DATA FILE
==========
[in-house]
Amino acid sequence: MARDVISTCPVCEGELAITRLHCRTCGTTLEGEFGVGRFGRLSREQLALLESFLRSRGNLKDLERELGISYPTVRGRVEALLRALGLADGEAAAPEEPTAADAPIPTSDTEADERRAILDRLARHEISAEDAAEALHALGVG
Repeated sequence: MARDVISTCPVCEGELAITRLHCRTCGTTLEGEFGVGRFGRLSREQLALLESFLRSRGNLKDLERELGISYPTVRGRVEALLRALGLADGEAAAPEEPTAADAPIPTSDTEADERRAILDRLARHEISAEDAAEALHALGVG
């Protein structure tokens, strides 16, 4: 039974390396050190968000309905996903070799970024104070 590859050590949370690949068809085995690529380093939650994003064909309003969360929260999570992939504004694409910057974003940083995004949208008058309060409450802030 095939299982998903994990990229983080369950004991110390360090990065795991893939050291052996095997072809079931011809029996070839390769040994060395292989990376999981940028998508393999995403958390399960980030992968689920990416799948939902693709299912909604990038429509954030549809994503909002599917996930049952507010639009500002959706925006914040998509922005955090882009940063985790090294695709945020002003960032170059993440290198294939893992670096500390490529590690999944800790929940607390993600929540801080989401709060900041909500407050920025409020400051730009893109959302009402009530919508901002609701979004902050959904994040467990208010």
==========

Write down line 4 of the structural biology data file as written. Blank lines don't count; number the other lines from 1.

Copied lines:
């Protein structure tokens, strides 16, 4: 039974390396050190968000309905996903070799970024104070 590859050590949370690949068809085995690529380093939650994003064909309003969360929260999570992939504004694409910057974003940083995004949208008058309060409450802030 095939299982998903994990990229983080369950004991110390360090990065795991893939050291052996095997072809079931011809029996070839390769040994060395292989990376999981940028998508393999995403958390399960980030992968689920990416799948939902693709299912909604990038429509954030549809994503909002599917996930049952507010639009500002959706925006914040998509922005955090882009940063985790090294695709945020002003960032170059993440290198294939893992670096500390490529590690999944800790929940607390993600929540801080989401709060900041909500407050920025409020400051730009893109959302009402009530919508901002609701979004902050959904994040467990208010």